After President Donald Trump won the 2016 election, then-President Barack Obama warned him that North Korea would be his “biggest problem” once he stepped into office.
“President Obama told me when I had the one meeting with him, he said that’s your biggest problem. That’s going to be the most difficult thing you have,” the president revealed during a press conference Friday with German Chancellor Angela Merkel.
Yet exactly 533 days after that fateful meeting on Nov. 10, 2018, a member of North Korea’s ruling Kim dynasty crossed into South Korea for the first time in 65 years to take part in a historic peace summit, all thanks to Trump.
“Big problem?” I think not.
Whether or not North Korean dictator Kim Jong-un is sincere in his desire to permanently denuclearize the hermit kingdom and establish peace with South Korea remains unknown, of course.
What happened this Friday still represents a monumental achievement nonetheless. One that Trump argued Friday should have been attained ages ago.
“I wish it were handled by another administration years ago,” he said. “I’m not just talking about President Obama. I’d go back to any administration you want. But over the last 25 years, this should have been handled a long time ago, not now. This should not have been left for me to handle. But we will handle it. We’re handling it well.”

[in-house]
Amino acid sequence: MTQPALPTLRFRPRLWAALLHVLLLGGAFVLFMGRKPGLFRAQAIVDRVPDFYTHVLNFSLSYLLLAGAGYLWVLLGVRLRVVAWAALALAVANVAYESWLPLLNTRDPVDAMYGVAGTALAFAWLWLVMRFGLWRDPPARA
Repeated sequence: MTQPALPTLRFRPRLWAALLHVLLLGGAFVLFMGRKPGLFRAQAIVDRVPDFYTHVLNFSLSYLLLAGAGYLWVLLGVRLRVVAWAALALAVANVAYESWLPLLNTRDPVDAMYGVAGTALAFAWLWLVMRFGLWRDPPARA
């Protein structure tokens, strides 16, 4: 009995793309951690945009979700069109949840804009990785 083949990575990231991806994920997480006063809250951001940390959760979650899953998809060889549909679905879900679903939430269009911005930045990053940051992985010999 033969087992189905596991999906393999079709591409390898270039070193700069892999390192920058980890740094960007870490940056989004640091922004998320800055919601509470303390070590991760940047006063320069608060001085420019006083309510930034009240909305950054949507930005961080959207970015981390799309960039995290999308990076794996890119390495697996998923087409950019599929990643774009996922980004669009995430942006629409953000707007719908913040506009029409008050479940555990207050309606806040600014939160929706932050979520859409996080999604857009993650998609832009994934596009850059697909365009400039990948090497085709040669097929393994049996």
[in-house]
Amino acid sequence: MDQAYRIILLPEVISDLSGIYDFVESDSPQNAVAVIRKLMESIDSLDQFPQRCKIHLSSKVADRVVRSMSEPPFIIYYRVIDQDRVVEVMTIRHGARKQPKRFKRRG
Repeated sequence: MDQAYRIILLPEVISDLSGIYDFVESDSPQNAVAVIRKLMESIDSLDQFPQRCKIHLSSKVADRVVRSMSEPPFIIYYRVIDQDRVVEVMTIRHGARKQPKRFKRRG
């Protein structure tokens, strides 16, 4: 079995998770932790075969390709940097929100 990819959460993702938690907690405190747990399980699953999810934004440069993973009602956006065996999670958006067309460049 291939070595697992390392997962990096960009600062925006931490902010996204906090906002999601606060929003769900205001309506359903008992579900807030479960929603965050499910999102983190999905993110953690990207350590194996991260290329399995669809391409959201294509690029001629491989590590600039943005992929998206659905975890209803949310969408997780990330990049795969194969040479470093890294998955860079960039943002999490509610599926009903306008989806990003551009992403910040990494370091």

The credit for the administration’s success lies entirely with the president, whose willingness to be tough in his approach toward both North Korea and its closest ally, China, played a large role in spurring Kim into compliance.
Trump successfully persuaded Beijing to leverage its ties to the hermit kingdom to put added pressure on it. Combined with his own tough rhetoric, this forced Kim into a tough corner. Like former Fox News host Bill O’Reilly noted Friday, Kim realized that, unlike Obama, Trump wasn’t scared to sanction him into bankruptcy and/or bomb him to smithereens.
This strategy belies the one used by Obama, who like other former presidents refused to drop the hammer on Kim and his dangerous regime. During an CBS News interview in early 2016, he explained why he refused to merely even consider bombing North Korea.
“We could, obviously, destroy North Korea with our arsenals. But aside from the humanitarian costs of that, they are right next door to our vital ally, Republic of Korea,” he said.
There were no ifs, ands or butts from Trump, who was ready from day one to pursue any tactic required to force Kim’s hand. And wouldn’t you know it, his approach has worked beautifully.
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